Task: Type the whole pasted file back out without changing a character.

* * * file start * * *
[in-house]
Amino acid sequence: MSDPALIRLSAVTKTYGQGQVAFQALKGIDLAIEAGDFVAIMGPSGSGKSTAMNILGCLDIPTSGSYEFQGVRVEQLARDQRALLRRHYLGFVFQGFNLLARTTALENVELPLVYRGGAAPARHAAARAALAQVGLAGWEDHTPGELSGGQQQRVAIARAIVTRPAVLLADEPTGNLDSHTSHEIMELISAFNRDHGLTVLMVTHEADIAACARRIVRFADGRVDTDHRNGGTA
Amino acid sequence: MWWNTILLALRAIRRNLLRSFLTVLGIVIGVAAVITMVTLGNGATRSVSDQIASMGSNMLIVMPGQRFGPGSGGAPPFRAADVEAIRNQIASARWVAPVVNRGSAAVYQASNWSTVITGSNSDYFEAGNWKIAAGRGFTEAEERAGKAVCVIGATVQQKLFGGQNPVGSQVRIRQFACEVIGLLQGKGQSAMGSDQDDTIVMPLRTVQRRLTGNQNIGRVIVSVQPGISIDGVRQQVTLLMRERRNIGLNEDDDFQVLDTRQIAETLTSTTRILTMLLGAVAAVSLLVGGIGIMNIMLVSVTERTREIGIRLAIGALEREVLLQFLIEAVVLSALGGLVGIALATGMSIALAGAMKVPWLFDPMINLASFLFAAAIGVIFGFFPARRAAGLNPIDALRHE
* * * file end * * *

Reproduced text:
[in-house]
Amino acid sequence: MSDPALIRLSAVTKTYGQGQVAFQALKGIDLAIEAGDFVAIMGPSGSGKSTAMNILGCLDIPTSGSYEFQGVRVEQLARDQRALLRRHYLGFVFQGFNLLARTTALENVELPLVYRGGAAPARHAAARAALAQVGLAGWEDHTPGELSGGQQQRVAIARAIVTRPAVLLADEPTGNLDSHTSHEIMELISAFNRDHGLTVLMVTHEADIAACARRIVRFADGRVDTDHRNGGTA
Amino acid sequence: MWWNTILLALRAIRRNLLRSFLTVLGIVIGVAAVITMVTLGNGATRSVSDQIASMGSNMLIVMPGQRFGPGSGGAPPFRAADVEAIRNQIASARWVAPVVNRGSAAVYQASNWSTVITGSNSDYFEAGNWKIAAGRGFTEAEERAGKAVCVIGATVQQKLFGGQNPVGSQVRIRQFACEVIGLLQGKGQSAMGSDQDDTIVMPLRTVQRRLTGNQNIGRVIVSVQPGISIDGVRQQVTLLMRERRNIGLNEDDDFQVLDTRQIAETLTSTTRILTMLLGAVAAVSLLVGGIGIMNIMLVSVTERTREIGIRLAIGALEREVLLQFLIEAVVLSALGGLVGIALATGMSIALAGAMKVPWLFDPMINLASFLFAAAIGVIFGFFPARRAAGLNPIDALRHE